How do I report someone leaving children alone in vehicles?
If you can safely do so, take down as much information as possible about the car, including its license plate number and any other identifying marks (e.g., colour, distinguishing features etc..) if available. If there are any witnesses to what is happening it is important they contact police immediately too. Then call 000 to report your concerns or use one of the online reporting forms at the link below:
What should I do if I see a child left alone in a vehicle?
As mentioned above, if you feel that a child is in danger and/or their life may be at risk then do not hesitate to call 000. However, if it is safe for you to do so try and take down as much information as possible before calling police including the car’s license plate number and any other identifying marks (e.g., colour, distinguishing features etc..). Also taking a photo of the child or vehicle with your mobile phone can be very helpful too (do not put yourself in danger by approaching an unattended vehicle) – see photo below:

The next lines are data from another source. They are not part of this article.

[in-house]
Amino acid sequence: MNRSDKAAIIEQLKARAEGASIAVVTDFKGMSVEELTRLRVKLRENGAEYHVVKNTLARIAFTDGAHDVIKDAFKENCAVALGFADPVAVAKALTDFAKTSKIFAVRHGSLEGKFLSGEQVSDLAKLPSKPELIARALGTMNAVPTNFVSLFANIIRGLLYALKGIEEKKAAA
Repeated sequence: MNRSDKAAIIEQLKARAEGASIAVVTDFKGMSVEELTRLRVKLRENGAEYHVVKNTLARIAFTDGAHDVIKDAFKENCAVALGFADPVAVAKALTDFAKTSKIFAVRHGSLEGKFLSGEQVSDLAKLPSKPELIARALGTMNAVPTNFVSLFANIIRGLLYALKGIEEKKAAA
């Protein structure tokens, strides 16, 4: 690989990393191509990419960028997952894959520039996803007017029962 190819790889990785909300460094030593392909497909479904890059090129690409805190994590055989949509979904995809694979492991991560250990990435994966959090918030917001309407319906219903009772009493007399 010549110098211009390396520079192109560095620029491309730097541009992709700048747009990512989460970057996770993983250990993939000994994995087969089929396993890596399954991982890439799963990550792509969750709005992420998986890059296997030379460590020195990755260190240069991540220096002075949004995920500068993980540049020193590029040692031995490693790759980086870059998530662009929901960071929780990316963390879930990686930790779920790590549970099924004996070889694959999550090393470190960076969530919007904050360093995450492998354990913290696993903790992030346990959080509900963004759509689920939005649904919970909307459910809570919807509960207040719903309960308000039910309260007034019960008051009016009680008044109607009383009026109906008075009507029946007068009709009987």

Will I get into trouble for leaving my child unattended?
In most cases, no you will not as police understand that it can be a difficult situation to deal with and are usually forgiving of reasonable mistakes. However, there have been cases where parents have faced child neglect charges after leaving their children unattended in vehicles.
It is important to note that even if you were only intending on leaving your child for a short period of time but they could not be seen from the outside (eg: sitting in the back seat) or if you left the engine running and/or air-conditioning on without someone else inside then it may still constitute an offence. If charged with an offence relating to this type of incident then you should seek legal advice immediately so that the best possible defence can be put together for your case
What happens if I am charged with leaving my child alone in a car?
Depending on the circumstances of your case, you may be charged with an offence relating to either irresponsible behaviour or child neglect. If found guilty then you could face fines and/or jail time for your crime. In some extreme cases where a young child was left unattended in a car resulting in death or serious injury, manslaughter charges have been laid against the parent responsible.
If you find yourself facing charges relating to this type of incident it is important that legal advice be sought immediately so that the best possible defence can be put together for your case